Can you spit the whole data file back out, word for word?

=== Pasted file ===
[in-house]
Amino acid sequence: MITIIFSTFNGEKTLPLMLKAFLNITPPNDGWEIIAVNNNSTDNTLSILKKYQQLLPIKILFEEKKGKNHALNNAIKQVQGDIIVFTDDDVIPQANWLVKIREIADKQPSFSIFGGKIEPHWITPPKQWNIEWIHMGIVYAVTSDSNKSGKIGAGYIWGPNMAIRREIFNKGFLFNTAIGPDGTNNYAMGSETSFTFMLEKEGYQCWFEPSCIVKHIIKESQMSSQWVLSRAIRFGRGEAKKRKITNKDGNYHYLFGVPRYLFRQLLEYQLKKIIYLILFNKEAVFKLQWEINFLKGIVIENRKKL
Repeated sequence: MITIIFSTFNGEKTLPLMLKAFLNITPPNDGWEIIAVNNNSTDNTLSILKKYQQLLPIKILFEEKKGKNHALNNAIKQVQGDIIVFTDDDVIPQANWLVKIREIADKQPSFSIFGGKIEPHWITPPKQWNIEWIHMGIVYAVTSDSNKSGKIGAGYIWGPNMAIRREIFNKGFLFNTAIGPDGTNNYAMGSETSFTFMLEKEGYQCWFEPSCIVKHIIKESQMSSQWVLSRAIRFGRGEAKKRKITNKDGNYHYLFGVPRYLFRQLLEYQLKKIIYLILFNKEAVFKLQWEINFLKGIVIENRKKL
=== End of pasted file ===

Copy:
[in-house]
Amino acid sequence: MITIIFSTFNGEKTLPLMLKAFLNITPPNDGWEIIAVNNNSTDNTLSILKKYQQLLPIKILFEEKKGKNHALNNAIKQVQGDIIVFTDDDVIPQANWLVKIREIADKQPSFSIFGGKIEPHWITPPKQWNIEWIHMGIVYAVTSDSNKSGKIGAGYIWGPNMAIRREIFNKGFLFNTAIGPDGTNNYAMGSETSFTFMLEKEGYQCWFEPSCIVKHIIKESQMSSQWVLSRAIRFGRGEAKKRKITNKDGNYHYLFGVPRYLFRQLLEYQLKKIIYLILFNKEAVFKLQWEINFLKGIVIENRKKL
Repeated sequence: MITIIFSTFNGEKTLPLMLKAFLNITPPNDGWEIIAVNNNSTDNTLSILKKYQQLLPIKILFEEKKGKNHALNNAIKQVQGDIIVFTDDDVIPQANWLVKIREIADKQPSFSIFGGKIEPHWITPPKQWNIEWIHMGIVYAVTSDSNKSGKIGAGYIWGPNMAIRREIFNKGFLFNTAIGPDGTNNYAMGSETSFTFMLEKEGYQCWFEPSCIVKHIIKESQMSSQWVLSRAIRFGRGEAKKRKITNKDGNYHYLFGVPRYLFRQLLEYQLKKIIYLILFNKEAVFKLQWEINFLKGIVIENRKKL